Las Cruces Sun-News from Las Cruces, New Mexico on February 2, 1945 · Page 1
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Las Cruces Sun-News from Las Cruces, New Mexico · Page 1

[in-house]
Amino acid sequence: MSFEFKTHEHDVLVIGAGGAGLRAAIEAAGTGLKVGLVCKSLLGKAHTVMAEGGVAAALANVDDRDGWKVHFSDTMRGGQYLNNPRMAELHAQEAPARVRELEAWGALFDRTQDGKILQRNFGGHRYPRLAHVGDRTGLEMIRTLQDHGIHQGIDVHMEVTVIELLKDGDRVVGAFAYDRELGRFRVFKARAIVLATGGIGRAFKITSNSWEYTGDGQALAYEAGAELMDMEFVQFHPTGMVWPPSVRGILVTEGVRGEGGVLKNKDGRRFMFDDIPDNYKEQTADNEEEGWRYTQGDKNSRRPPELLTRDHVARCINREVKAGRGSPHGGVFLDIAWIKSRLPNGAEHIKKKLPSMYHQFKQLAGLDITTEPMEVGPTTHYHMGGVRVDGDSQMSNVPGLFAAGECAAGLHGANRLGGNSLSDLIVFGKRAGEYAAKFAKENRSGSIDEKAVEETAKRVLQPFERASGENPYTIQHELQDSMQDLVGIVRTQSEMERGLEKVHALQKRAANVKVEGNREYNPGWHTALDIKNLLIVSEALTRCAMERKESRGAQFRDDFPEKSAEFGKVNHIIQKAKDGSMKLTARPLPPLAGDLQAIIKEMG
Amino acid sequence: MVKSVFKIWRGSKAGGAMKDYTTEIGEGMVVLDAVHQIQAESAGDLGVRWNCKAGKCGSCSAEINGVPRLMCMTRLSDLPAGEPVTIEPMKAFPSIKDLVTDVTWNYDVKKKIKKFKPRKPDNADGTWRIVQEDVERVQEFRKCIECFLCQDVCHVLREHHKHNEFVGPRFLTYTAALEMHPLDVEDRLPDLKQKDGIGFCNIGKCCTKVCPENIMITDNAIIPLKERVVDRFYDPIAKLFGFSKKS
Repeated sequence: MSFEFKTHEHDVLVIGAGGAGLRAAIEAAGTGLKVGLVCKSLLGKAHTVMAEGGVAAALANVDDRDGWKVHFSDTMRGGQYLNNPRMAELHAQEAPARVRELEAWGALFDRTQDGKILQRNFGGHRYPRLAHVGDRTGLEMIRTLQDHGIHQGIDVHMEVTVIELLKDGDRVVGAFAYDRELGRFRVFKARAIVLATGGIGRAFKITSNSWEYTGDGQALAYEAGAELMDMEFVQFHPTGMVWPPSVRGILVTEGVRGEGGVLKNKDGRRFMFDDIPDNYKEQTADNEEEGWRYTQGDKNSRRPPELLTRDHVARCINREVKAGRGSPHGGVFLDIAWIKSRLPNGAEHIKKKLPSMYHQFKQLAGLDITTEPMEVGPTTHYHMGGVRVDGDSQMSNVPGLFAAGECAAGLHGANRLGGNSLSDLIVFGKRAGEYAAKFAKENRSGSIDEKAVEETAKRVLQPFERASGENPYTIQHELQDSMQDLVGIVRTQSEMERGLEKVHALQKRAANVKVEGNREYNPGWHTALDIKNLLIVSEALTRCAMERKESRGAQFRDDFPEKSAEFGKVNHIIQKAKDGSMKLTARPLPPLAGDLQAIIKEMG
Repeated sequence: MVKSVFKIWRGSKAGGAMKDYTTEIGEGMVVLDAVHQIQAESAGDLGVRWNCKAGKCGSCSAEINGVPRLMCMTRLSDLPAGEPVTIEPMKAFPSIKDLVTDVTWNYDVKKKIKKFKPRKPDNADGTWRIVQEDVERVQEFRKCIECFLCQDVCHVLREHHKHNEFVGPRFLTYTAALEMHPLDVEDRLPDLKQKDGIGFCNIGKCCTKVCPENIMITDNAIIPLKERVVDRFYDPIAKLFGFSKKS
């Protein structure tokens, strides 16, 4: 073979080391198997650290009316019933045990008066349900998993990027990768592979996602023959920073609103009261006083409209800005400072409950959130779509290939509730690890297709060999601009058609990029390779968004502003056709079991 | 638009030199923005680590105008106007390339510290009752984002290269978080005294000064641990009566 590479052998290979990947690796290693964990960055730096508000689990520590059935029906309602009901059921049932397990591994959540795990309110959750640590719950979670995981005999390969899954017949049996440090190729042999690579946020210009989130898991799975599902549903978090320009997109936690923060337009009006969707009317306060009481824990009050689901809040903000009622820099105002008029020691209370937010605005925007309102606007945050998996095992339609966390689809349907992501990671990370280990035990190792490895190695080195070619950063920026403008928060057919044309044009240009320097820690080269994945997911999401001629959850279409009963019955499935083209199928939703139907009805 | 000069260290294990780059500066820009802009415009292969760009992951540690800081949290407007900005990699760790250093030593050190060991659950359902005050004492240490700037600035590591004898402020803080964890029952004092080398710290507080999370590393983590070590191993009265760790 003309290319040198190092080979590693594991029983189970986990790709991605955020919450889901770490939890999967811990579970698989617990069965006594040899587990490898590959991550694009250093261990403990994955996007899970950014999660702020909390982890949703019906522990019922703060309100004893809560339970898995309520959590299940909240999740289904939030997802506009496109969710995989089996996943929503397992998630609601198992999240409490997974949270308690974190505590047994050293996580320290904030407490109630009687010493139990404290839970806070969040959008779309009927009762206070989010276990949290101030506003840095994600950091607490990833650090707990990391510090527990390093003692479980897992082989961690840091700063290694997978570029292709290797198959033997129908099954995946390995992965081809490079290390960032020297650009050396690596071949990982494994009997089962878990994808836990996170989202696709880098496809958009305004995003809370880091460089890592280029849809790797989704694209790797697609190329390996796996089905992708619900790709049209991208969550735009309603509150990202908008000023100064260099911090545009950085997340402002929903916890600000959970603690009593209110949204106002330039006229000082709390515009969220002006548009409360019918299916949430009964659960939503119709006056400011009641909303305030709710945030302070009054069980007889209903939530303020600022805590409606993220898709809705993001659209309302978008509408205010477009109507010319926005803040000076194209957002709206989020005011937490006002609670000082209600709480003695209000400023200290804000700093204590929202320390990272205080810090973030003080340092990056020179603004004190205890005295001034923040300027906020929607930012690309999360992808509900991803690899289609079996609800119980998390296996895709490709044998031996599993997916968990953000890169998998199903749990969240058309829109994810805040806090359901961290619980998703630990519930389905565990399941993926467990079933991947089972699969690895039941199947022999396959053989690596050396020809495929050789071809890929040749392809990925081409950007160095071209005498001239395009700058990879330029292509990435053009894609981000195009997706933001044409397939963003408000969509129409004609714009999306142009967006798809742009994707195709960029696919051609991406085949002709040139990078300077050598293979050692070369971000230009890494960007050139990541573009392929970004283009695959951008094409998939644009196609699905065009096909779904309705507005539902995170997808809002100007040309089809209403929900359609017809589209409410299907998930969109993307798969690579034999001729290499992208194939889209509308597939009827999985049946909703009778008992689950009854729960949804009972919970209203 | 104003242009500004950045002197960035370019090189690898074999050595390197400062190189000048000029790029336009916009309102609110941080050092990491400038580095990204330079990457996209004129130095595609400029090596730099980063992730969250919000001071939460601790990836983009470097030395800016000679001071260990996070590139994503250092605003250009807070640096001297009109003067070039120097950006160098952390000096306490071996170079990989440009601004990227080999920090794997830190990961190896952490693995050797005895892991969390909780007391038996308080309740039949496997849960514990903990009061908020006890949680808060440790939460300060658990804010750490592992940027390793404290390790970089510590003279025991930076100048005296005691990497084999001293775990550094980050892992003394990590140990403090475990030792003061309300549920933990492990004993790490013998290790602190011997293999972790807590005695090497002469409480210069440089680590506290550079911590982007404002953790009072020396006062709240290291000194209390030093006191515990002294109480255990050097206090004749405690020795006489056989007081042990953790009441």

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LasCr MAY SHE FLY OVER TOKYO JIKTHC 8O*iSUn$Hin6/B«LT. News AND RIO ORANGE FARMER Ui mKfeMOtMTM/IY. MtO SUNDRY HIWSMPEA SEVIMS SOUTHERN NEW ffJDUCO THE WEATHER Forecast: Partly cloudy tonight and Saturday; little charge In temperature. Ijut 24 Hours: Las Cruces State College Jornado Range Hlg* Low .... «8 31 .... 60 29 .... 38 27 Vol. 64--No. 258 ASSOCIATED PRESS LEASED WIRE LAS CRUCES, NEW MEXICO. FRIDAY AFTERNOON FEBRUARY 2. 1945 ASSOCIATED PRESS PHOTOS PRICE THREE CENTS NEW LANDING NETS MANILA IN YANK TRAP Say French Capture Colmar British and Yanks Cut Deeper into Siegfried Line By WALLACE PERRY The greatest single story that has come out of the war, so far, was lhat of yesterday telling or the Irilliant and daring Ranger raid on a Japanese prison camp near Manila and its resulting rescue of 513 Allied prisoners of W ar--486 of them Americans -with the only mishap to any of. the prisoners t'ne deaths of two, enfeebled by malnutrition and disease, who succumbed to joy and shock at sight of American lines again. * * * Four hundred picked men of the sixth Ranger battalion--Americans and Filipino guerrillas--made the raid. And. attacking 25 miles behind the line of battle, they took the Japs so by surprise that they killed 523 of them--more than either the number of their own force or of the prisoners -- with the loss of only 27 of their own number, most of them Filipinos + * * Fred Hampson, Associated Press correspondent in the Philippines, retelling the story today, compares the new group of heroes with Rogers' Rangers, famed Indian fighters of early American history. + * + The comparison Js apt. It was a feat of daring and skill suCh as would have thrilled any group of colonials that was accustomed to feats of daring; in the wild woods of pioneering America. * * * Americans grown soft? A decadent democracy? * i Let Hitler and Hirohito explain i that prison delivery. \ * ! And the joy with which those liberated Yanks saw Did Glory waving again reveals how deeply is instilled in American breasts the patriotism we sometimes have thought was dead. + + * The fact that BO few New Mexicans were amonff the rescued may have meant disappointment lo acme; it was especially disappointing to Dona Ana county residents, no doubt, that no valley men were among the rescued. The explanation is that some of the missing soldiers from this county probably never were taken prisoner, that at least one had died in prison camp and that others either are in other Philippines camps or have been transferred to work camps in the Japanese homeland or Manchuria. * * * But, even though there may have been personal disappointments, Cruce.s and valley residents shared with the state and the nation, yesterday, the thrill of pride and patriotism that shot through every American heart at-such daring and such wholesale deliverance. By JAMES M. LONG PARIS, Feb. 2 (AP) --American and French troops broke into the northern end of Colmar, provincial French capital 40 miles south of Strasbourg, at noon today after clearing 30 miles of the left bank of the Rhine and laying siege to the Neufbrisach bridge from a mile away. (The Paris radio interrupted a broadcast early tonight to announce that French troops had captured Colmar.) I'illbo.ves Undefended In the center of the western front, the American first and third armies probed deeper into the thinly-manned Siegfried line and advances up to two miles in its fringes on the western slopes of the Eifcl mountains opposite the late Ardennes bulge. Half a dozen German hamlets were taken; more lines of dragon teeth tank barriers were passed; scores of pillboxes--many undefended--were captured. The passive German resistance in tho center strengthened the suspicion that the enemy might be falling back to the Rhine, from 20 to 60 miles cast of present battle lines in the center and north. Lift Threat to Alsace An announcement from Lt. Gen. Jacob L. Devers' sixth army group told of the victory below Strasbourg in an* area manned unlll recently by 25,000 resolute German troops. The threat to the Alsatian capital was ail but dissipated, for gains n.lso were made on the north, pushing the Germans to points about 15 miles away from Strasbourg. The U. S. 3rd and 28th divisions and French first army troops fought to near Blesheim, a.- mile from Neufbrisach. There, one 1 of the few standing Rhine railroad bridges crosses to Breisach in Germany, protected by fortresses atop the 1,500-foot Kaiserstuhl hill. The Rhine there is from 120 to 220 yards wide, 20 feet deep and steep- banked. Allies Fight mto Colmar Colmar itself was almost surrounded and Allied troops fought in its suburbs. The villages of Andolsheim, Widensolen, Artzenheim and Kuenhcim, between Colmar (Continued on page 6} Groundhog'Crawls Thru 5-foot Snow/ 'o See His Shadow PUNXSUTAWNEY, Pa. Feb. 2--(ff\--The groundhog faithful gathered at Gobblers Knob, on Canoe ridge, at 7 a. m. to nee their "official weather forecaster for the world" cast his shadow-and they did see it, so they claim. If you believe in the groundhog and his weather works, this means six more weeks of winter. Heavy snow from the worst winter on record covered the knob and the going was hard for those seeking the little woodchuck. - Finally, they heard a faint bark and got busy with pick and shovel and removed five feet of hard-packed snow from the mouth of the burrow. According to club's official liar, the chuck crawled out nlow- ly, climbed wearily up a 25-foot snowdrift, sat down and cast a shadow 12 miles long! Germans March Yank Prisoners Out of Red Path WASHINGTON, Feb. 2 (A 1 ) -The Germans are moving American prisoners, on foot, from two camps in the path of the Russian advance to western areas of the I'eich. The American Red Cross said today that information received through the international organization af. Geneva reported that 58 Americans were knott-n to have been in Camp Stalag V-lll^B and Stalag 344 last November and that prisoners from these two camps wore being moved west Stalag 344 was at Lamsford in Silesia and the other camp at Taschen, on the Polish-Czech frontier. Geneva also reported, the Red Cross said, that other camps in eastern Germany are being withdrawn westward. The OWI reported a Berlin dispatch saying Norwegian and Anglo-American prisoners also had been moved from a prison camp at Schildberg, Silesia, to Luckenwal de, south of Berlin. The dispatch, to a Stockholm newspaper, said the prisoners were forced to make strenuous march through the snow. Toll Increases in Mexican Rail Wreck MEXICO CITY. Feb. 2 (.Tl Hundreds of pnsstngfers remained New Draft Bill Faces New Fight By WIILIAM F. ARBOGAST WASHINGTON, Feb. 2 £' -The senate military commttlee voled today to centralize coercive manpower controls under War Mo- bilizer Byrnes but delayed until tomorrow a final vote on its approved of limiled nalional service legislation. The house, in passing its bill yesterday to keep men 18 to 4J") in essential jobs or force them to lake such jobs under penally of induction, fine or imprisonment, provided thai Ihe controls should be ad- Isaacks Resigns Credit Body Post Following delivery and discussion of liis annual report, .1. A Isaacks resigned as president ol the L;is Cruces Production Credit Assn. this morning- at the organization's annual meeting' at the First Baptist church. Mr. Isaacks, who is serving ' unexpired two-year term, gave th piling up of personal business anc his desire to remain on the .selec live service hoard of district 1 as reasons for his resignation. "With more business duties lhan I can lake care of, it was a ques lion of either resigning from the association office or the selective service board," he stated, adding thai he felt he should remain 01 the draft board, on which he haa ministered by local draft boards, i served since it was organized. The Semite* committee, however. i.-..ii«...i«n. *««,«.- «t i-.-»n ,, adopted n series of amendments unaccounted for today, 36 hours j which Chairman Thomas I D - U t a h l afler a freight train ploughed into a passenger religi Irain the rear of carrying 1.500 near Qucretaro. The casualty lull ·100. Tho national railway reported recovery of 56 bcdies and 60 known injured, but rescue workers said casualties aio much greater. They pointed out that counting of the dead is d i f f i c u l t because of the charred wreckage, and that the injured have scarllercd to si.- vcral eilies. Chavez Voles Against Shift of Loan Bureaus WASHINGTON, Feb. 2 t Senator Dennis Chavez (I)-N M.i voted against passage of the co- rge hill yesterday whirh would take the multi-billion-dollnr lending BRemMes out if tho commerce department. Senator Car! Hatch ( D - N M ) was reported away from Washington nmi not voting. said would have the general effect givinpr Bynirs' office over-nil pilgrims control. Thomas told reporters af- let' the cloned committee session Germans Assert Soviets Checked In Berlin Drive By JAMES F. KING LONDON, Feb. 2 (AP) -- lussian forces have made one attempt to storm across the Oder in their onslaught toward Berlin, a German broadcast said today, and other Berin reports indicated Soviet patrols might already have Tossed. The German high command clamped a blackout on news rom the sector as one military commentator told of the attempted crossing in the area of ustrin, 40 miles east of Berlin. Assert Soviels Checked Berlin radio accounts said Marshal Gregory Zhukov had brought ip strong forces along the Oder on both .sides of Frankfurt and .htit assaults to reduce the fortress of Kustrin, were under way. The German communique, hbw- uver, completely omitting' men- ion of the sector, said the Russians everywhere else except in East Prussia, had been checked after hard fighting and Moscow dis- mlches said Zhukov had run into .hick minefields and a hard shell of German armor along the 90- nile front threatening the German capital. Zhukov'a tanks have sliced between German strongpoints to within sight of the Oder and have reached highly important operational areas in the region of Frank- :urt and Kustrin, Moscow dispatches said. Vplkwturm to the Ilew.ue Stalin' ace field comandcr shoved his heaviest artllery up close behind the front lo shell Frankfurt. Moscow ,said KusLrin had been under an · all-day bombardment. Across the river fresh reserves of Volkssturmers and Volkssturm grenadiers, along With "alarm battalions" from Stettin, were reported taking their place in deep fortifications. Declaring the capital could and (Continued on page 3) 27 NEW MEXICANS AMONG THE 513 RESCUED FROM JAPANESE PRISON By THE ASSOCIATED PRESS Twenty-seven gaunt but gallant soldiers from New Mexico's heroic 200th coast artillery ire coming home--freed from an oppressive Japanese prison camp on Luzon island in the Philippines by a daring band of MacArthur's Rangers. The New Mexicans, survivors of some 2,000 men from this state who were on Bataan early in the war, were among 513 U. S. soldiers rescued in a raid on Jap prison camp No. 1 eight miles east'of Cabanatuan the night of Jan. 30. While only 27 of some 2,000 were rescued, the entire state of New Mexico rejoiced. Hundreds of families still hold hope that their sons and brothers and husbands will be set free as General MacArthur's forces'close in on Manila.. A few of the escapees' names had not )ccn received in the U. S. ' · Etcapo Hope* for More Master Sgt. Calvin R. Graff ex- iresscd the hope of hla state mid latlon when he said "I believe that when the Yanks hit Manila and get Into Billbid prison, they will Speed Mail to Rescued Yanks By RICHARD BERGHOL/ MacARTHUR'S HEADQUARTERS, Luzon, Feb. 2--/P!--Special provisions have heen mado to deliver mail to Americana and others recovered from Japanese prison and internment ctuiip- s i" the Philippines. Sixth army headquarters and the Red Cross announced today that mail should be addressed as follows: Nairn*, of Person: Sixth Army llfMixliiunrMT.s. ( i- vil Affairs Section, AI*O 412, e/o Postmaster, Sun Francisco. Postofficc. army and Red Cross personnel will expedite delivery t" wherever the addressees arc located in liberatd areas. The Red Cross also announced that rescued personnel, both military arid civilian, may send lricf radio .messages announcing tin safety to persons in. the I'nit Slates and Allied nations. ported favorably I'mini row . Even before the senate.commit- tee met, there had been indications of a movement to rentralizc authority, j House leaders Indicated t h a t I they would insist on the house- version of control mcasure.s. Fallowing dinner at 12:30 p. m. sessions were scheduled lo be re sinned with D. U Mullendorc. pre Sldont of the Production Credi Corp., Whichila, Kansas, giving a leading address. Officers were to be circled during the afternoon session. A H. Kite, director nf New Mexico extension service, this morning outlined the food jjoals for the year and discussed the general 'ann outlook for New Mexico. lie declared that while the farm- :r.s face a tough year, what with (Continued on papt 6) Vet Gets Death on Rape-Murder Charge WASHINGTON. Feb. 2 · .T' Marine Pvt. Earl McFarlainl. Guadalcanal veteran. yest'!];t.v drew a death sentence from r\ t'ral dlstricl court jury for the r»P sl.iying of 18-year-old Dnruth 1 Bernini of Chippewa Falls. Wis. n government worker. The marine said he was innocent. Defense Counsel P. liatcninii Kn- nia said he would appeal the verdict. DARING RESCUE FEAT RIVALS PIONEERING OF ROGERS' RANGERS By FRED HAMPSON AT SIXTH RANGER CAMP NEAR CABANATUAN, Luzon, Jan. 31 (Delayed) (AP) -- Put .Lt. Col. Henry Mucci's sixth rangers with Rogers' Rangers. Put 'em with Jeb Stuart's cavalry. Put 'em with Allen's Green Mountain boys. After what happened last night that is where they belong. They went 35 rniles through the Japanese lines. They cross- d a road teeming with Japanese 'traffic. They surrounded a prison stockade that was alive with guards. They did it in dead secrecy. Not a man was spotted. They struck like Thor's hammer at 7 p.m., and at 7:03 p.m. they had killed every Japanese in the fearsome Cabanatuan prison stockade. By 7:05 p.m., they'had whisked the first lot 3f 513 prisoners, carrying a hundred stretcher cases pick-aback, across the road onto a field of retreat. Not many minutes later the Rangers were as gone as though they had never been there. Pay* Off Alnp In Jap Dead * This shadowy jab, timed without flicker or pause, paid off incredib- i flaw and executed without a y. It liberated the entire roster of prisoners, disorganized tho enemy beyond possibility of pursuit, killed 73 Japanese outside and pro- oably that many more Inside the buildings, and destroyed four tahka. (Fighting on the way back ran the number of Japanese dead lip to 523. Col. Mucei, of Bridgeport, Conn., and Denver, Colo., told how they did It today. FUlpinofl Furnish Data Filipinos furnished the Hews of and pinpointed the stockade. Early Jan. 29 Rangers slipped through the lines and begun their march. :ihd many Honors. They took only what weapons they could carry. On Jan. 30 they rendezvoused with a Filipino guerrilla band which was to assist them. The rond ran directly past the prison camp which contained a stockade circled with barbed wire, guard towers anil machine guns. It also contained the prisoner huts plus several Japanese buildings for officers, enlisted men and transient troops. Other buildings contained tanks and vehicles. Surnmml Stoi-kiule Muccl put his forces on each side of the stockade' to blockade the road du r '.,ih the action. He deployed a larger force of Rangers near the road farther south and a force of guerrillas farther north. With these in position the rescue force crept from n river thicket onto a field making a direct approach to the prison Just before 7 p. m. That was the darkest hour (Continued on pag« 1). Plfn Quick Return Of fiescufed Yanks WASHINGTON, Feb. 2 Wl An army plan for prompt return to the United 1 States of the newly liberated American prisoners ii the Philippines today was reported by Rep. Phllhin (D-Mass|. Those liberated by MaoArthurM forces on Balaan will he brought home "as soon as possible," Philbin said. "I was Informed smnn of Ihcsr men fire already being prepared for return, and lhat others will be brought back as soon as it fan I"' arranged." Phllhin Inlil a reporter, "Only those required to remain for medical treatment will have stay there." IT. S. Casualties, Increasing 39,392, 10131737,342 WASHINGTON. F« b - 21* -United · States cbtnbat casualties ilnco Pdarl Harbor ncared the tliroe-qUaher million mark today, with disclosure ti$t army loiscl ia*e reached 650j4SO. Tho atmy's total, plus the latest navy figure of 86.622, puia the over-all combat casualty figure at 737,842, an Increase of 36,392 ovet- last week's report. Tho army accuntcd for 33,409 of the rise. Acting Secretary of War Robert p. Patterson said the arnly'fl figure was baaed on compilations at the war department through Jan. 21 and reflected actual fighting through moat of December. A breakdown on this week's army figures with those for last week: Killed 121,676 and 117,2156; wounded 379,638 and. 356.813; missing 01,673 and S5.4BO; prisoners 57,15.1.1 and 57,-132. Patterson said 186.026 of tho wounded havi returned to duty. Similar figures for tho navy: killed 32,889 and 32,394; wounded :i!),807 and 38.513; missing 9.700 find 9,015; prisoners 4,476 and 4,.177. Almost all of the Americana re- Scued arc either sick or wounded. Graff, who escaped earlier from Gump No. 1, said he thought the rescued men were those from a hospital at the camp. Wife Ctota Birthday Surprise Mrs. Esperidion Archibeque of Albuquerque said she had received :he best present possible for her 21st birthday yesterday. It was the news that her husband, T-Sgt. Espcridlon Archibeque. was among the prisoners rescued. "Just this morning I told my sister, 'gee, I'm getting old." but now I feel young agnin and everything is all right." the dark-eyed young mother said, The couple has a eon, Dave., 3 years old, whom'his soldier father hnq never seen. Archibeque was with the medical detachment of the 200th. CalIn Break Newn more American pri- In many instances over the state It was a telephone- call from the press that gave first nown that a son, husband or brother was safe after throe long yoara of agonizing suspense. Mrs. Fred Tlxler of Albuquerque Was called to the telephone of n neighbor to learn, that her son, Pfc. Foph 'F. Tlxler, member of the- medical corps', ,waa among thoso rescued.. "Merciful Qodt" was her tearful exclamation. "Where Is ho now? when will he be home? I must go Immediately to church. This \a the thing I have W*en praying for.' Flnit Word of HuMbanrt Capt. Dallas B. Vinett of Taos a member of battery B of the 200th WHS among the comparatively few officers freed. His wife moved to Albuquerque more than a year ago but moved to her former home at Davenport. la., three weeks I A friend's telephone call to Iowa gave Mrs. Vlnett the first word she had received of nor husband since the fall of Bataan. Vlnett was a chiropractor at Taos for a number of years. There was one man from El faso. Tex,, in the group. He was (Continued on page 4) Prisoner Killed On Eve of. Rescue SAN FRANCISCO. Feb. 2 Ai American soldier, prisoner of Uie Japanese since the fall of Bataan was forced to work on an oilomy tilr field on Luzon' in the Philippines. | . Planes supporting Gon. Douglas MacArthur's invasion forces,a"traf- cd, Ul) field, killing. the soldier and -several Japanese. · Forty-eMght hot-'le later the Calm prison camp whore the soldier had been kept was raided by n party of Amerlcnn rangers and Filipino guerrillas and all the prisoners rescued. Tho. Hy AMROCIATKD IMtKHH 1. Kfl*lr.rn front; SO mllwi (1) (icnnan account from Kiwtrtn arm; - 2. WwtU'rn front: 310 mil** (from Unnlcti - .lulrn - IHirlrh (from Italian front; 541 mJ1en Yank Subs Sink Ten More Japs WASHINGTON, Feb. 2--U U. S. submarines have sunk 10 more enemy vessels In far eastern ·A'alers. The pavy. announcing this today, said the loll Included two medium cargo Iranaporta, tWo rritdlum tankers, three small cargo vessels, a large transport, a medium transport and a .small trinket 1 .-. Tbe announcement rftisad lo BSD the loial of Japanese shlpe .iimk by submarines. Including 104 com- halant and 8R,"i non-combatant tthlpH. Submarine sinkings announced Hlni-c the flrsl of Ihis yenr lmv« totaled 65 ships, Including five combatant vessel*. R cruiser, ft do- Htroycr and three curort craft II. S. submarines-lost from nil cmws since thn .itart nf the war have lot tiled .tfl. F!L PAHOAN IH DWORATKU WASHINGTON. Feb. 2 UPi T-,1 Miguel CJ. Armla of Kl PII.IO, Tex. ,ha« heen awarded the silver star for gallantry In action, lhf war department reported today. MacArthur's Men Surprise Japs by Third Luzon Leap By RICHARD C. BERGHOLZ GENERAL MACARTHUR'S HEADQUARTERS on Luzon, Feb. 2 (AP) -- Manila was in a deadly American trap today. U. S. eighth army invasion troops fashioned a pincers on the Philippines capital Wednesday morning by landing on the Batangas province coast 67 road miles southwest of the city while sixth army spearheads drove to within a bare 20 miles on the north. Siu-|irlsi Ja|i» by Third Leap The eleventh airborne division swept ashore from landing craft .·IrtiiBlly unopposed along five miles of Bntangas beach near Na- ailgbll and quickly pressed eastward toward 2.000-foot Tagaytny ridge, which commands fine highways leading to Manila and the Cavlte naval base In Manila bay, 32 miles away. Gen. Douglas MacArthur reported today that this third Luzon invasion again caught the Japanese by surprise. Uuul Without Low 'We landed without loss." he announced, explaining that the landing "largely seals off the possibility of the enemy troops south of Manila Joining those in the north, and definitely outflanks the enemy's defense linos in southern Luzon." The first wave of Ma]. Gen. J. M. Swing's eleventh division troops bit the shore without firing B shot at 8:30 a.m.. ajid topk the town of Namigbu. Sllenoo Bolatwl Banial A half hour later, Japanese In caves to the norUl brought mn- chlno-gun and 7T-mm. fire to bear on the landing beach. This was illicitly sllencod by naval gunfire and mobile artillery. Lt. Gen. Robert Klchclberger. Uie eighth army commander, originally planned the Batangas foray as a reconnaissance movo, planning to pull out If tho ! opposition proved great. Three hours later he changed It to a full-scale Invasion. Nasugliu Ifl on a good road 21 miles west of Tagaytny ridge, from which nn excellent highway leads to the Cavite naval base and Manila itself. '40 MUCH from Manila The fast-rolling American sixth nrmy spearhead --still unchecked reached the Angat river- 25 rond miles north of the capital city. Patrols were reported operating freely in advance and could well be on tho approaches to Malolos. 20 miles from Manila. Eighth army troops which landed just north of Sublc bay on Mon- dny were moving eastward from the r a p t t i r f d Olongapo naval hnse against light resistance. Tin-He troops ore heading tc.wnrd n Juncture with n sixth nrmy column advancing westward from San Fernando. This will seal oft 1 Japanese troops in the Bataan l""- nlnsuln. which forms one jaw of Manila bay. Drive on Capital M u c A r t h u r announced that the hurd-hilting first cavalry division is now driving on Manila. He disclosed thnt the .12nd division also is in tin- Lnaon fight, in the stub- bnrnly-hcld northern scclor win-re the first corps is moving eastward to clear the north end of the central Luzon plain. The Yanks now are four miles enst of Tayng and six miles enst of San Manuel, where they seized the town of San Nicholas. MacArthur reported an entire Japanese column, trapped between two American forces on the Ba- lunuau-Umingan road in ihis northern sirlor, bad befell a n n i h i I lateil. I ivfrnses In the Manila bay scc- j tor took another severe aerial j x m l i l n g as Uberitors dumped 152 tons of bombs on Corregldor and the Cavlte naval hsse. Two airdromes on Formosa were targets for patrol bombers. RESCUED YANKS. RECALLING TORTURES. WANT TOFIGHT MPSAGAIN By FRK1 MAMPSON + matuan. EVACUATION HOSPITAL, Luzon, Philippines. Feb. 2 i/P --They want their health back. They want * lo sec Ihelr folks. Then they want | to rome twk and f i g h t Ihe Jap- j anes.\ I Those nre the prevailing ^entl- montfl of the 48fl American and more than a wort- of Allied prisoners who wen- rescued by a picked hnn'l of fighting men Tuesday night frorn « stockade near Can- Tliey have bitter memories of c.ipltulatlon at Bataan and Cor- regulor. Many had to undergo the "fJ^ath March" from Balaam. For nearly three years as prisoners of the JapancHe, they subsisti-d largely on H rice diet. Yen, many would like to fight i agnin. Their memories goad them. "The Japs always liked to slap us and i*nmfl!inc* they'd give vis i pretty stiff ovallng," ri-ralU-d Beach, Pvl.'TravIa W. Flowers, of Scran-*' 1 """ *·· ion. N. C., an aviallon engineer captured on Corregidor. A n o t h e r prisoner recalled how the Japanese guards trie*! to lure the Yunk* lo the fenco with offers of candy and tobacco. Jniwruieh an Ihe prisoners wcr« not allowed within a crrlain distance of Ihe fence, lo approach It Invited being shot or whipped. T-Sgl, Harold J. GI*M. Lonjr Calif., said minor infrao tlonn were punished by crowding M many u 20 of the accused in a amall rell where they were fore ed'to Btand up for 12 hours. When night came, tln-y could «quat down if there wa* room bul a guard woke them up every hour. Sick or well, a prisoner couldn't win. "The hc« rations wnnt lo Ihe worker*," "aid S-Sgt. D. C, Kalnci. Bon If Ay, Kla., an a*rlal gunn«r who wa* wounded on Balann mid cap-^Milppcd lo Japan, many after fho tured in a hospital. Ho hajt been hospitalized rver since. "If you couldn't work you got whatever they could spare. W« got no hungry In the hoapltal that for a while we suppknicnled our rlco ration with noup made of nweet pot Mo leaves," And if you were well? Chief 8-8gt. Clinton Ooodbla, Lonffvlew, Wash,, nakl the health- lent prlionern we.- segregated and Nipponese realized thai Iho Yanka would reconquer Luzon. Many were forced lo woik on Japanese airfields. Al the evacuation hwtpltal, the prlRonem ucrr handed Clgarets. immediately many emptied tho buttn i'f (ilgarati from the pockets of raggitl troiuior*. "No more navlng butts, mon," a freed man shoutfd gleefully. (Continued on pay* 4) Donations Make Up Paralysis Deficit Tom Graham, chairman of the committee In charge of the drive for funds lo combat Infantile p«- rnlysls. has announced that the deficit on the Prold«nt'« Birthday Ball has been made up In subscriptions sent In by msll and M4 collected on Main strict by high school girls. Mr. Graham oxpraued his appreciation to the public for their generosity.